PURPOSE: We have previously identified paclitaxel as an active single agent in the treatment of esophageal cancer. We performed a phase II trial of paclitaxel in combination with cisplatin and fluorouracil (5-FU), conventionally used chemotherapy for esophageal cancer. The antitumor response, toxicity, and survival of patients treated with the three-drug regimen were evaluated. PATIENTS AND METHODS: Sixty-one patients with advanced, surgically unresectable, or metastatic squamous cell or adenocarcinoma of the esophagus were treated. No prior chemotherapy was allowed. Thirty patients had adenocarcinoma and 31 patients had squamous cell carcinoma. The majority (47 patients; 77%) had metastatic disease and 14 patients (23%) had an unresectable primary or locally recurrent tumor. Patients received paclitaxel 175 mg/m2 by 3-hour infusion day 1; cisplatin 20 mg/m2 daily days 1 through 5, and 5-FU by continuous infusion at a dose of 1,000 mg/m2 daily days 1 through 5. Because of toxicity observed in the first 10 patients treated, the starting dose of 5-FU was subsequently reduced to 750 mg/m2 daily in the remaining patients. A planned attenuation of cisplatin to 15 mg/m2 daily was made after the first three cycles. Granulocyte colony-stimulating factor (G-CSF) was not routinely administered unless the patient had an episode of febrile neutropenia or prolonged grade 4 neutropenia. Treatment was recycled every 28 days. RESULTS: Sixty-one patients completed a median of five cycles, and 60 patients were assessable for response. Major responses were seen in 29 patients (48%; 95% confidence intervals, 35 to 61), which included seven complete responses (12%). Comparable response rates were seen for patients with adenocarcinoma (46%) and those with squamous carcinoma (50%), and for patients with metastatic disease (22 of 46 patients; 48%) and those with locally advanced disease (seven of 14 patients; 50%). A significantly higher complete response rate was observed in patients with squamous carcinoma (20%) compared with those with adenocarcinoma (3%; chi2 P=.04). The median duration of response was 5.7 months (range, 1 to 18.6 months). Median survival was 10.8 months (range, 1.5 to 25 months). Toxicity was severe but manageable with dose attenuation, and included 18% of patients with grade 3 neurologic toxicity. Twenty-eight patients (46%) required a dose attenuation for toxicity, and 42 of 275 treatment cycles (15%) required a dose attenuation. Twenty-nine patients (48%) required hospitalization for toxicity, which included 11 patients for neutropenic fever (18%). There were no treatment-related deaths. CONCLUSION: The combination of paclitaxel, cisplatin, and 5-FU has substantial antitumor activity in metastatic esophageal carcinoma, with a remarkable complete response rate noted in patients with squamous carcinoma. Paclitaxel is an important new agent in the treatment of esophageal carcinoma, and further evaluation of this agent in combination chemotherapy is warranted. Given the toxicity associated with the current regimen, the optimal dose and schedule of paclitaxel in combination chemotherapy remain to be established.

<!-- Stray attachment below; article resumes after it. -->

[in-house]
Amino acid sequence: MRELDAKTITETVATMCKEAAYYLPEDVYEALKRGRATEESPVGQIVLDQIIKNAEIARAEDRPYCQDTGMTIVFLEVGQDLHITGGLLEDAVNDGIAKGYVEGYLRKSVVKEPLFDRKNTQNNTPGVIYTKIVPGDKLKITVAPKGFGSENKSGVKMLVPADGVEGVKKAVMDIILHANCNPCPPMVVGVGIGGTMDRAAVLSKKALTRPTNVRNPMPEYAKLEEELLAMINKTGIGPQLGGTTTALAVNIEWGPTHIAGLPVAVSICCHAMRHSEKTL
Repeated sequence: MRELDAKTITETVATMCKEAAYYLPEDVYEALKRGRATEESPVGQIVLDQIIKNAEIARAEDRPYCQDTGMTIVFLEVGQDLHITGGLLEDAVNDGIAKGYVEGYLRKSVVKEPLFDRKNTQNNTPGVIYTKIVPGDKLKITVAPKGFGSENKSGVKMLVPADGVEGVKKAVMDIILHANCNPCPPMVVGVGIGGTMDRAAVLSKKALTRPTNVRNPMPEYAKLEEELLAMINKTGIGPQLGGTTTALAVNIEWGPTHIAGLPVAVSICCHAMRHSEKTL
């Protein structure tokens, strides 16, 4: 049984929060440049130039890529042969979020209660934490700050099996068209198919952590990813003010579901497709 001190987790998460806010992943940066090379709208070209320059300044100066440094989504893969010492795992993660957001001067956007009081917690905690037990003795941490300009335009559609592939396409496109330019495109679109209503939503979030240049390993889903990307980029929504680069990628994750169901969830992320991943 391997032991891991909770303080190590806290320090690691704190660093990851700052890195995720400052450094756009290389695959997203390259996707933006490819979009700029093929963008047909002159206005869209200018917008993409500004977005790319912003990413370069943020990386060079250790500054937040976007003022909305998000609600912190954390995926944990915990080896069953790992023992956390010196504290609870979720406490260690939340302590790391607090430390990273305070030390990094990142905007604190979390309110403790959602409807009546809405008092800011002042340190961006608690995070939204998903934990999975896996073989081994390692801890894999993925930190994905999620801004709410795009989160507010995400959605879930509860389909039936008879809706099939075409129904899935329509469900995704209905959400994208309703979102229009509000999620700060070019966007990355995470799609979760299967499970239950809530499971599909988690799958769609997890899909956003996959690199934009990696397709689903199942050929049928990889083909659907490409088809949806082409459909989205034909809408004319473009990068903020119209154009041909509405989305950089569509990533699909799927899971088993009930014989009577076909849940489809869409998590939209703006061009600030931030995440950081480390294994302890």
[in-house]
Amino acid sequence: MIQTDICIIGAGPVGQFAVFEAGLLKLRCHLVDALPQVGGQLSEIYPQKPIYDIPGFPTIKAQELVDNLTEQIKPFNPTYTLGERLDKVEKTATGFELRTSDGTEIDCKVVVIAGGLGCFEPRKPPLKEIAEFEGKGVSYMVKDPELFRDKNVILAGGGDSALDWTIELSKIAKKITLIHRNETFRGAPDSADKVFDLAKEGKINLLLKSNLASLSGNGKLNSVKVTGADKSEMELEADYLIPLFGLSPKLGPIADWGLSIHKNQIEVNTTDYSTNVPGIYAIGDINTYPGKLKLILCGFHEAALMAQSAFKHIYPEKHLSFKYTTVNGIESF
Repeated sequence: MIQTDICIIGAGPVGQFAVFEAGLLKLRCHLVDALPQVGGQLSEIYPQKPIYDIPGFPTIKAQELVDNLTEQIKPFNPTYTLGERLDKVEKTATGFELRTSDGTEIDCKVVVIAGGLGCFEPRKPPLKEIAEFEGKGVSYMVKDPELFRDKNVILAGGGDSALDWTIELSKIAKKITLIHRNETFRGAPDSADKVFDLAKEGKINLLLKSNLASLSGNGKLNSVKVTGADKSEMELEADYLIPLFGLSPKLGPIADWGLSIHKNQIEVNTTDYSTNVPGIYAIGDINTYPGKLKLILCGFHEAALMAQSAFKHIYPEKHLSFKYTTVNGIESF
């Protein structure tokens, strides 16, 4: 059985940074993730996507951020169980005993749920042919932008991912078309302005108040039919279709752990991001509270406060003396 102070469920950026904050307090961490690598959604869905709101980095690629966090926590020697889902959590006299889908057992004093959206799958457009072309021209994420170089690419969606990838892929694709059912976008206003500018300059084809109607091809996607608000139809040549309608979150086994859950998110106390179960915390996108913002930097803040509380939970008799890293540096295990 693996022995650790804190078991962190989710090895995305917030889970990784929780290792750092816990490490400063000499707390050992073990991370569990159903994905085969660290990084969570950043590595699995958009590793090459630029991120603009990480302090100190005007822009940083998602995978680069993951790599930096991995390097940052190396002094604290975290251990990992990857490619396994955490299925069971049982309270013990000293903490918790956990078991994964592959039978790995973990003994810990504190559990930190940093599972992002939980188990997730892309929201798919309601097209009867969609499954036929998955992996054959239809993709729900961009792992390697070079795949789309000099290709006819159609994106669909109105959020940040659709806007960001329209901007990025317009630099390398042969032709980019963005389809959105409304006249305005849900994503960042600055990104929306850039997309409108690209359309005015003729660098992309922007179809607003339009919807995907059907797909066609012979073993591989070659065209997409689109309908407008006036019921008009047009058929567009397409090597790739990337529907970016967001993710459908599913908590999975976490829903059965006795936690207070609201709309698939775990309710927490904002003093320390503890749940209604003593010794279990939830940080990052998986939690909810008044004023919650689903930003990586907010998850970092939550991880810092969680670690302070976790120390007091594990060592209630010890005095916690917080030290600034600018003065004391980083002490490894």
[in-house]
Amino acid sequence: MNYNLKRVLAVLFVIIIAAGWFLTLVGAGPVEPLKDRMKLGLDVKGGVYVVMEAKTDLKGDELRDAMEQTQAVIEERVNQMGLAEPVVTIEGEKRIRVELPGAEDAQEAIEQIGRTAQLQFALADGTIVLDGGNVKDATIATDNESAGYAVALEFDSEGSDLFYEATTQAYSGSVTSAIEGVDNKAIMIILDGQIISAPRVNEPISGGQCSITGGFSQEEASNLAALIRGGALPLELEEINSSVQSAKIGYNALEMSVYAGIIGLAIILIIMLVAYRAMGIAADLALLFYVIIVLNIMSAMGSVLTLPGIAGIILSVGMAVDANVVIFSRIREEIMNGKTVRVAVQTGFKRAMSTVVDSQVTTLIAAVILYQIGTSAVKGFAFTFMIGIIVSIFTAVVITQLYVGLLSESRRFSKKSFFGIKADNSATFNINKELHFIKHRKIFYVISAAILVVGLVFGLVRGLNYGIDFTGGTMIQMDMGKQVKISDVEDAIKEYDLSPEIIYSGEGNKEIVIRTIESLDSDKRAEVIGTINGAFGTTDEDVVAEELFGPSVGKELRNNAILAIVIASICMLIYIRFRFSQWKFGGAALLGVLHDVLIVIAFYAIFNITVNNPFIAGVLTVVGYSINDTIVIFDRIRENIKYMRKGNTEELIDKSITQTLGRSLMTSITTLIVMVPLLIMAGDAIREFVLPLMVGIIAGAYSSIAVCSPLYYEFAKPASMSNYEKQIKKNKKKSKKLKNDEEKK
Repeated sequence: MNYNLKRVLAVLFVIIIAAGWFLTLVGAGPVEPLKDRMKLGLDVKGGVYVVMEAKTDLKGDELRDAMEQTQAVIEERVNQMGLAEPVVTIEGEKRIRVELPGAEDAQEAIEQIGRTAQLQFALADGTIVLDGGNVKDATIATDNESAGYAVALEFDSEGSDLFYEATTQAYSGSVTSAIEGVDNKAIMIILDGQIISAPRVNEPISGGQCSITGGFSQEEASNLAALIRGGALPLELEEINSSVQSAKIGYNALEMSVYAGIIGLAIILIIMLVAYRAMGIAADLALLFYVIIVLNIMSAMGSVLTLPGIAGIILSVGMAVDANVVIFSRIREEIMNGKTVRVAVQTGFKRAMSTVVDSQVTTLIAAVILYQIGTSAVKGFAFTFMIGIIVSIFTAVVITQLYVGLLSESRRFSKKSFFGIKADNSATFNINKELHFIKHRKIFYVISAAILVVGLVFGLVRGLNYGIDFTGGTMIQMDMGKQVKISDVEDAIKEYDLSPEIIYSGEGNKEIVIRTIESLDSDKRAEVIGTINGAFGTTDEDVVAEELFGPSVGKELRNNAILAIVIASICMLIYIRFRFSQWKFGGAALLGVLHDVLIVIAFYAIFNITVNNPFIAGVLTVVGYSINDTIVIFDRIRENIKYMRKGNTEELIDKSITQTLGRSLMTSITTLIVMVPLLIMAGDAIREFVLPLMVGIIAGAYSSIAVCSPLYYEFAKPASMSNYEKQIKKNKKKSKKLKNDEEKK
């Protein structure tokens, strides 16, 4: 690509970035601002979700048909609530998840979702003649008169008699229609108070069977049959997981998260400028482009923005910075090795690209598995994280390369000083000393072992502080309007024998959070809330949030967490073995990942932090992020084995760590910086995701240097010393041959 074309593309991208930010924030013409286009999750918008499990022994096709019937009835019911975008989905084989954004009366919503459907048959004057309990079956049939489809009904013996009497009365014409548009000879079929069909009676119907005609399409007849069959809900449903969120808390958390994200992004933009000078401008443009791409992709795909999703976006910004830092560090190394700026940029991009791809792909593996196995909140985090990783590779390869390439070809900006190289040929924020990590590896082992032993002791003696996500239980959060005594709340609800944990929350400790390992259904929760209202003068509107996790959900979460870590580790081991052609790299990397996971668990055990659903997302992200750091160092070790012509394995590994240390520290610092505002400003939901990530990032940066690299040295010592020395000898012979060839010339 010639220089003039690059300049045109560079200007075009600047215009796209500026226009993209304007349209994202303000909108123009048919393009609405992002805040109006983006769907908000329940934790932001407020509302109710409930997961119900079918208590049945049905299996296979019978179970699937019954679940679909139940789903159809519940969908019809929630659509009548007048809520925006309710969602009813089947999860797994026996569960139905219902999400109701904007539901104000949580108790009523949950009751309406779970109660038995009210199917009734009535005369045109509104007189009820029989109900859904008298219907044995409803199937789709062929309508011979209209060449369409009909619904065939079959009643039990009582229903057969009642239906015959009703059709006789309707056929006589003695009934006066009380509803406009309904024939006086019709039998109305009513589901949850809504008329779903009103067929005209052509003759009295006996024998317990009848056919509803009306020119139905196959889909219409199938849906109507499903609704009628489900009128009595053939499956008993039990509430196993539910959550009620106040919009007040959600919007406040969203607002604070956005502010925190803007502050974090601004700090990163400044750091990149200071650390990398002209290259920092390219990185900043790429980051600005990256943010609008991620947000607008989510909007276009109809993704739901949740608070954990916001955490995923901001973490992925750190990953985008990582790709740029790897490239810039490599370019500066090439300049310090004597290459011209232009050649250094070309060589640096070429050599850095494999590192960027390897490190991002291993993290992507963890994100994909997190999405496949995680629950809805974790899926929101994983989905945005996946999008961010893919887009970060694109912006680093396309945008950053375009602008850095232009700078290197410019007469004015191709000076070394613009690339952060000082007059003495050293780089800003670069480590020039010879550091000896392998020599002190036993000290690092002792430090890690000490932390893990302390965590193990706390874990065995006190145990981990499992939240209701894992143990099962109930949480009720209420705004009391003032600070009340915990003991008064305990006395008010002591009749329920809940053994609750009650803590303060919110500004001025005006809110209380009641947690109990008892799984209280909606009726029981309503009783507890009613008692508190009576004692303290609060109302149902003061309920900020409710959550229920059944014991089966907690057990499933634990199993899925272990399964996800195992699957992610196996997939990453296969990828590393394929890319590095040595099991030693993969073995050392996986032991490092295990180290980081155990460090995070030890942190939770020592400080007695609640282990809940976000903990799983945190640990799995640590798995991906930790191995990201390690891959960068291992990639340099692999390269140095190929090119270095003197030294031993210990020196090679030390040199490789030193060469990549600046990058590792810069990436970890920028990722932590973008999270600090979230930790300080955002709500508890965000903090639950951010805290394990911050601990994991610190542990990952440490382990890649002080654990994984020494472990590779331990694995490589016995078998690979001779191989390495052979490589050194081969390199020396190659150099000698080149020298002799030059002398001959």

Ninety-six-hour infusional paclitaxel as salvage therapy of ovarian cancer patients previously failing treatment with 3-hour or 24-hour paclitaxel infusion regimens.